Tinker Tailor Soldier Spy

There is a highly placed Soviet mole in British intelligence during the height of the cold war.  George Smiley, played by Gary Oldman, is brought back from forced retirement to find out who it is.  That is the very simplified set up to Tomas Alfredson’s film version of John Le Carre’s novel, which was loosely based on the case of the Cambridge Five, a ring of moles that included the infamous Kim Philby.  It’s interesting to note that LeCarre’, who’s real name is David Cornwell was outed as an agent to the Soviets in 1964 by Philby, cutting short his intelligence career.

                LeCarre’s world is one of dark subtlety.  There are only shades of grey and if anyone still has any idealism left, he hides it carefully.  It is a world not far removed from the fight against Nazism when the USSR and the west were allies.  Some of the veterans of that fight had loyalties to the old allies that they never revealed nor forsook.  

                Every element of this film contributes to the theme of moral ambiguity.  The cinematography is dark and grainy, using a lot of natural lighting.  The performances are studies in subtlety, especially Gary Oldman’s.  These are upper and middle class Englishmen of the World War II generation,  who value restraint and civilized behavior even in the face of black treason.  And yet they are good enough actors to convey their deeply suppressed emotions on their carefully blank faces.  Standing out are Mark Strong as the put upon Jim Prideaux, and Colin Firth as Bill Haydon, the womanizing agent in a trusted position in the service.

                Even the script avoids outright conflict, preferring to dwell on the process of catching the mole, and the complicated set up of the scheme.  The climax, where the mole is arrested, is entirely off screen.  One minute, Smiley is at the safe house, fingering his revolver and waiting for the turned spy and the next minute, the mole is in jail waiting to be exchanged.  I actually found this to be a little disconcerting but I have to admire the nerve it took to do it.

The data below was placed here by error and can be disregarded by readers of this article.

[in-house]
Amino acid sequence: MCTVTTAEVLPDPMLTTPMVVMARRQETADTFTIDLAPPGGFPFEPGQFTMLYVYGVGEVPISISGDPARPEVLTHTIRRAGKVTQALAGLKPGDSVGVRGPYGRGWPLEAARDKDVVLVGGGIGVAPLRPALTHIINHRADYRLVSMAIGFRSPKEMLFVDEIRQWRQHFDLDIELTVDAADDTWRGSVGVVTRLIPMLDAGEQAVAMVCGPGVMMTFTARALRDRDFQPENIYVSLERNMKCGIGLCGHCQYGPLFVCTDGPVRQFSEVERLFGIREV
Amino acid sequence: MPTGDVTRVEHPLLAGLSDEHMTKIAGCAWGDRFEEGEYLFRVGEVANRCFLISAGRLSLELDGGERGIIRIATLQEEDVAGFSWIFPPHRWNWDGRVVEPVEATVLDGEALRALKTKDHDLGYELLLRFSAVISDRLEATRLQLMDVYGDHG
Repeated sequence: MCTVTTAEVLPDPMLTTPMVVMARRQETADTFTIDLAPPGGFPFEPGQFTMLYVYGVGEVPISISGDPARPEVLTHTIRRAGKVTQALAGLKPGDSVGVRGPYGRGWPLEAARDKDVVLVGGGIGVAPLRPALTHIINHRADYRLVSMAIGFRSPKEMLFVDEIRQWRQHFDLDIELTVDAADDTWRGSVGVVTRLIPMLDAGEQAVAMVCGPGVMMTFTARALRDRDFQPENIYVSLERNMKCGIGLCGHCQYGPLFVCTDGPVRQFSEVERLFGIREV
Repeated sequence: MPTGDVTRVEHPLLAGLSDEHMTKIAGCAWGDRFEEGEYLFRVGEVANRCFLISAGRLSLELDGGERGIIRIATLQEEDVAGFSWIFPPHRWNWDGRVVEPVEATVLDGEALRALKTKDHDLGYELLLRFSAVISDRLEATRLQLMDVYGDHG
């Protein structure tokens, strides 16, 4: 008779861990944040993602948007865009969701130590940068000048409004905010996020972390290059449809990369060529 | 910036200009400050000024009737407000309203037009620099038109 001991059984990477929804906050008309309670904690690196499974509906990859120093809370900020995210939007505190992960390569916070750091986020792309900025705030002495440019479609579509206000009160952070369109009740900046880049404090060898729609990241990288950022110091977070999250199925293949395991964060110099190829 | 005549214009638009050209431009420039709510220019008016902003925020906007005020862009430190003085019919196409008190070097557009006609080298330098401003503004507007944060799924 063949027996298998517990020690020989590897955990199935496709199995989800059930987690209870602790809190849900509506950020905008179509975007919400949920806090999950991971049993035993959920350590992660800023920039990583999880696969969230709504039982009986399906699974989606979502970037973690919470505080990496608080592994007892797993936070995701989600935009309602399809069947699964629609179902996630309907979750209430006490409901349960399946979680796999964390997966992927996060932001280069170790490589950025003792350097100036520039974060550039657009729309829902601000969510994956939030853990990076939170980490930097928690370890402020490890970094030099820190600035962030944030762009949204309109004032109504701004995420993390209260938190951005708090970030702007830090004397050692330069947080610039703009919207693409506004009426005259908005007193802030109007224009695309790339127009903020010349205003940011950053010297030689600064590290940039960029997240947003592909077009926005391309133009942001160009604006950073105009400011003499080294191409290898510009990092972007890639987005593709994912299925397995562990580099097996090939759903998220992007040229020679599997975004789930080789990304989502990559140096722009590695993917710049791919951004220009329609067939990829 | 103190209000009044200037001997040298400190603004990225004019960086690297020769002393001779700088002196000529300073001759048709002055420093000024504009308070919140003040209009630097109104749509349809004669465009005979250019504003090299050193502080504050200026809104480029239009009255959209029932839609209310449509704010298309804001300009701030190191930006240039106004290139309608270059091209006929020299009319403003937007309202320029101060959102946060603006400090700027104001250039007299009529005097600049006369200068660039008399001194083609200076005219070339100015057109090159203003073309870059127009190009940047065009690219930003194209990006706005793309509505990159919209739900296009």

Tinker Tailor Soldier Spy is a little bloodless to be a complete triumph but it is still one of the year’s better movies.

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4 Responses to “Tinker Tailor Soldier Spy”


  1. 1 Mark Anderson January 13, 2012 at 4:52 am

    Other Ebert,

    The deemphasis of the arrest scene is interesting. In the Le Carre book it is the climactic moment; the events of the actual arrest are told from the point of view of a furious Peter Guillam almost hysterical with his sense of betrayal. At first I thought the screenwriters might have chosen to elide over the scene because it would be hard to show how that overpowering anger is rooted not only in the events shown in the movie but in personal factors which Le Carre explains in exposition and which aren’t practical to include in the movie. I noticed though, that the other visually dramatic scene in the book, the shooting of Jim Prideaux, is also played way, way down in the movie — in the movie, there is no fleeing car being blasted off the road and no heavy machine guns zeroing in on Prideaux — and those events would not have been difficult at all to film.

    Would you have been able to follow the movie if you were not already familiar with the novel? The movie didn’t seem to me to be a self-contained story at all but rather a set of very respectful illustrations for the novel (which pleased me, because I like the novel and know it well enough that the illustrations are enough for me). Many elements of the film drawn from the novel — for example the scenes with Prideaux teaching, and the whole character of Roy Bland, code-name “Soldier” — didn’t seem to advance the much more terse movie story at all, but are very effective evocations of page after page of the Le Carre novel. Perhaps the story is so well known to so many people from the 1974 novel and the 1979 BBC miniseries with Alec Guiness as Smiley that the filmmakers were counting on a critical mass of people like me who don’t need or even want to have the story spelled out to them.

  2. 2 theotherebert January 14, 2012 at 4:48 pm